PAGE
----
From The Boston Globe:
Sunday, Dec. 11, the Boston Chamber Symphony inaugurates a residency at Brookline’s Temple Ohabei Shalom with a program including Sergei Prokofiev’s “Overture on Hebrew Themes.” It was composed in 1919, while Prokofiev was living in New York City, but commissioned by colleagues from St. Petersburg who had formed a sextet — clarinet, string quartet, and piano — called the Zimro Ensemble. Dedicated to Zionism, Zimro performed Jewish-themed repertoire and raised funds for a proposed “Temple of Art” in Palestine. The group left St. Petersburg in 1918, touring Siberia, the East Indies, and Japan before coming to America. Clarinetist Simeon Bellison asked Prokofiev for a piece to anchor Zimro’s Carnegie Hall debut, providing the composer with a number of musical themes (which, in fact, Bellison may well have written himself). Prokofiev played the piano at the premiere.Most online versions of the overture are from the original 1919 version, but here is one of the rarer orchestral versions:
...Prokofiev, though, left America, eventually returning to the Soviet Union. He sometimes dismissed his Zionist overture (the work’s almost relentless parade of four-bar phrasing struck him, in retrospect, as graceless) but nevertheless orchestrated it in 1934. Largely, Prokofiev remembered, while sitting in artist Pyotr Konchalovsky’s garden, having his portrait painted. “How are the Jews coming along?” Konchalovsky would ask, before suddenly, brusquely instructing the composer not to move.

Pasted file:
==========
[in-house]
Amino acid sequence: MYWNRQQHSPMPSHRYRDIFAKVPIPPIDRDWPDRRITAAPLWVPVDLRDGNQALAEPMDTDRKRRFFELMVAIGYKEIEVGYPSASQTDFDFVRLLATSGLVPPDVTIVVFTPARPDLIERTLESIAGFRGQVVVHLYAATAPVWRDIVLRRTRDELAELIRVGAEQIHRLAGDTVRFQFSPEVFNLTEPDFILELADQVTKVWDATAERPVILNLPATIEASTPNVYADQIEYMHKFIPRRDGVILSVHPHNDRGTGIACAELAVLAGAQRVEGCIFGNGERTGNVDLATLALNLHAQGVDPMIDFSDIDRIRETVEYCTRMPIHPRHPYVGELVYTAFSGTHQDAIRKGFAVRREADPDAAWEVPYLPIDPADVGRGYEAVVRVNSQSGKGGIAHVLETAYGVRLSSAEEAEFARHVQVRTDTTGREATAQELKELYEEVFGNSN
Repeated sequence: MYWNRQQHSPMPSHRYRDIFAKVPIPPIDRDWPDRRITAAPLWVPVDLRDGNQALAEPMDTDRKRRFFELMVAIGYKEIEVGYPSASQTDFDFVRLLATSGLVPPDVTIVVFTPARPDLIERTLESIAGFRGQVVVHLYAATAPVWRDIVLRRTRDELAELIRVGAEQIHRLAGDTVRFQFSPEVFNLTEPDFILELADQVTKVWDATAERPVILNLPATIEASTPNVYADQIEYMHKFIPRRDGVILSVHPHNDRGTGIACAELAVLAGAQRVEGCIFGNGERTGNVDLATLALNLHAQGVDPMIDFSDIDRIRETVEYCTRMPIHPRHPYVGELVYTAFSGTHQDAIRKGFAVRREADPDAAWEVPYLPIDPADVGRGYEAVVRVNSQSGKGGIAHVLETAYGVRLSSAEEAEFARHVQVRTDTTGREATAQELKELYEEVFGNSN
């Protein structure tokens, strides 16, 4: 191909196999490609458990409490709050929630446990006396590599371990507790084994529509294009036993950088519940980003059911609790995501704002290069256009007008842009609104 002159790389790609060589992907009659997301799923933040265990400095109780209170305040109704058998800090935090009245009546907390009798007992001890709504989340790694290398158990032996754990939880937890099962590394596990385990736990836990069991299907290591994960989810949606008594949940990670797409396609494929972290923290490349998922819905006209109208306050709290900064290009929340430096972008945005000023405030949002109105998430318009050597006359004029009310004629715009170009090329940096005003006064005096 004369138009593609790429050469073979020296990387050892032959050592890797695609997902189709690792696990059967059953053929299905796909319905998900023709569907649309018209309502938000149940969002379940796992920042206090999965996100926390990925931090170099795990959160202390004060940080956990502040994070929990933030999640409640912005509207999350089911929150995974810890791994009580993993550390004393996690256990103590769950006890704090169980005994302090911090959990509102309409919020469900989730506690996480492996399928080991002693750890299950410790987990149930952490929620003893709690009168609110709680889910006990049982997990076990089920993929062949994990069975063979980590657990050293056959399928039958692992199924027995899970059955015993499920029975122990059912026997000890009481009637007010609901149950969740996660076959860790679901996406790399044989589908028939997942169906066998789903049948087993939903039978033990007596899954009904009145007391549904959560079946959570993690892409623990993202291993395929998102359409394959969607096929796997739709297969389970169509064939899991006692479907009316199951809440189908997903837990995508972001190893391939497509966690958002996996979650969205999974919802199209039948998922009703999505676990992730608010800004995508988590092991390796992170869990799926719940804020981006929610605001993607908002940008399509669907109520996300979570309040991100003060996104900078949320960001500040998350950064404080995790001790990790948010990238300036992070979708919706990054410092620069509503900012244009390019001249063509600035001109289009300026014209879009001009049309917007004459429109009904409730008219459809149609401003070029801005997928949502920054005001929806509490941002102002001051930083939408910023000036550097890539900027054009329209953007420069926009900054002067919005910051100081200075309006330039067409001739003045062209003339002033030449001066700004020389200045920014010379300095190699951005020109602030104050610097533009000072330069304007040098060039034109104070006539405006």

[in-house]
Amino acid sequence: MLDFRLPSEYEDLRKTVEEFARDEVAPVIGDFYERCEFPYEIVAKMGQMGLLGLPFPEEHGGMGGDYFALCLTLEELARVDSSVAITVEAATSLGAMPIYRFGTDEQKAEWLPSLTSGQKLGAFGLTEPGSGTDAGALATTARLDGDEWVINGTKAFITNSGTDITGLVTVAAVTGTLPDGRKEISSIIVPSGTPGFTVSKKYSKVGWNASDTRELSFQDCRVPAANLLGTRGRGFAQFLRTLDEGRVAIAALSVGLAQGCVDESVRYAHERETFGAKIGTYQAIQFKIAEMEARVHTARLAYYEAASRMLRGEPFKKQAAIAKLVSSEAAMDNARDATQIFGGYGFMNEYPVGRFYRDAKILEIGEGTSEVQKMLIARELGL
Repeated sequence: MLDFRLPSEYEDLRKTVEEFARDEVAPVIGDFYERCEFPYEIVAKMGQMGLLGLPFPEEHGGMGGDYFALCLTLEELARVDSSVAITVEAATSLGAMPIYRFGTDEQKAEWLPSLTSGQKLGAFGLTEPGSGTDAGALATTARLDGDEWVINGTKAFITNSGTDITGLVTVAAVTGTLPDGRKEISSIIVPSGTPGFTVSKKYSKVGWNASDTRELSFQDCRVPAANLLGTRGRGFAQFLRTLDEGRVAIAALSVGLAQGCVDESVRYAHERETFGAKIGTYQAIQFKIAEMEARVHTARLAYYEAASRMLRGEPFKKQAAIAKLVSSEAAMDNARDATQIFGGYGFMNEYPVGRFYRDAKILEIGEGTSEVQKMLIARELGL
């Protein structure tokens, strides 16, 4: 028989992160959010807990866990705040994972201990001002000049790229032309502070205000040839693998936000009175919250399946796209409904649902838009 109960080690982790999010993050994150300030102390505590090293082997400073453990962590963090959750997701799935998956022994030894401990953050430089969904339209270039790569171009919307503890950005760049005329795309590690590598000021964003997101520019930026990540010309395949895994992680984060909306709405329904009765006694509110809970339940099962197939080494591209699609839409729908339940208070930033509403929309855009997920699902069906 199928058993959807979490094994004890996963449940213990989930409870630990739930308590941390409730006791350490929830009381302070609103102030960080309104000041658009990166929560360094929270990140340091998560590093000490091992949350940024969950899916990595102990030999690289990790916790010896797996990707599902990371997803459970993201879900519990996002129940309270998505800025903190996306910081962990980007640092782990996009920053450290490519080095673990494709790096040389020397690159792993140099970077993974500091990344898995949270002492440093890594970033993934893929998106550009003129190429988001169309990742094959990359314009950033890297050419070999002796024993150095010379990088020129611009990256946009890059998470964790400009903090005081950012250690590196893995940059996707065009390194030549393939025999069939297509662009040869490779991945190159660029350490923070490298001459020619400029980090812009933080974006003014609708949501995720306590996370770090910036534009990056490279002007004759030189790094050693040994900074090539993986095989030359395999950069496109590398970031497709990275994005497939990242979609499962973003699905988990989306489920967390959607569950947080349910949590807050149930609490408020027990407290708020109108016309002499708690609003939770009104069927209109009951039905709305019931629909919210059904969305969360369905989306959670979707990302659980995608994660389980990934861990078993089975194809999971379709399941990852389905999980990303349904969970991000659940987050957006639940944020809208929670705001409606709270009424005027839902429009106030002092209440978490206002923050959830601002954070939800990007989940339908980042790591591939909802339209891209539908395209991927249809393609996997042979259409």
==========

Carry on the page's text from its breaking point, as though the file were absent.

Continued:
As this site notes:
The Overture on Hebrew Themes was the first work to witness Prokofiev’s unexpected interest in Jewish music. It was also the first independent work (excluding arrangements) written by him in the United States. And Prokofiev was the first known Russian composer to base a Jewish score not on Jewish liturgical chants, but on klezmer tunes.(11) The history of this work is described in detail in his autobiography:There is much more at that link about Prokofiev and his relationship with Jews.In the fall of 1919 the Jewish “Zimro” ensemble came to America. It consisted of a string quartet, clarinet, and piano, all of them fellow students of mine at the Petersburg conservatoire. The official purpose of their concert tour was to raise funds for a conservatoire in Jerusalem. But this was merely to impress the Jewish population of America. Actually they barely made enough to keep themselves alive. They had a repertoire of rather interesting Jewish music for diverse combinations of instruments: for two violins, trio, etc. They asked me to write an overture for a sextet, and gave me a notebook of Jewish themes. I refused at first on the grounds that I used only my own musical material. The notebook, however, remained with me, and glancing through it one evening I chose a few pleasant themes and began to improvise at the piano. I soon noticed that several well-knit passages were emerging. I spent the next day working on the themes and by evening had the overture ready. (12)